Posted August 11, 2010 in

If Pedro Gonzales-Rubio’s Alamar receives little attention, the film’s own virtues will be largely to blame.  Set in a tropical locale populated by mysterious and beautiful creatures, Alamar remains strikingly free of sensationalism.  Poised midway between documentary and feature cinema, it shows an episode in the life of Jorge, a newly divorced father who takes his young son Natan on a trip to a remote Mexican village where the boy’s grandfather ekes his living from the sea.  The film’s exquisite balance between fiction and fact may prove disconcerting to its audience, especially when Natan, age three, is exposed to real physical dangers.  Nevertheless, the film’s precarious stance is a challenge its director freely accepts, like the risks his subjects face daily while barracuda fishing, with perfect nonchalance.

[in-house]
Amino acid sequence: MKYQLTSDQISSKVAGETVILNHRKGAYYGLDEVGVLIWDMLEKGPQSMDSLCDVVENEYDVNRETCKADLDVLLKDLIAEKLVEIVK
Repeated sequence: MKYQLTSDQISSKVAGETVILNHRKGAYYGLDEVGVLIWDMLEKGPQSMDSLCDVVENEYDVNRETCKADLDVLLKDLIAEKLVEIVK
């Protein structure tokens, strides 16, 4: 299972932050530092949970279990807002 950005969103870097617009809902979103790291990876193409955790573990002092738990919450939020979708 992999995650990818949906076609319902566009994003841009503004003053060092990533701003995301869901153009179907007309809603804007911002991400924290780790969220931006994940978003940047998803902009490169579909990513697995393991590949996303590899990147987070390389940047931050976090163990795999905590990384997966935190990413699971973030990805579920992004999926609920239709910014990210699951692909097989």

The film’s leanness – no trained actors, special effects or musical soundtrack – is one of its greatest strengths. Even avowed documentaries, in their bid to make their subjects seem urgent, too frequently succumb to the perceived need to establish a crafted, suspenseful story.  In contrast, Alamar remains wonderfully artless, unencumbered by psychology or plot.  Consequently, the locations depicted never feel pitched to the viewer like tourist destinations.  Indeed, there can be no brochures advertising bare life.  Like a Henry David Thoreau who has made the sea his pond and Alamar his Walden, Gonzales-Rubio, seems so convinced of the compelling singularity of his subjects that he feels no need to belabor them.  Everything is left free to bear witness of itself.

Yet Alamar, fittingly, uses language economically.  The dialogue is never cheaply clever but remains unselfconsciously poetic. Nor do the film’s many silences, equally unscripted, lack a similar profundity.  The result is a film which is blessedly unpretentious.  Alamar never lectures on nature or a correct relationship to it. It merely offers the viewer, in scene after scene of a father introducing his son to the facts of the natural world, the pure possibility of living deliberately and without fear.  –Brian Kubarycz

August 15 – 7 pm – Post Theater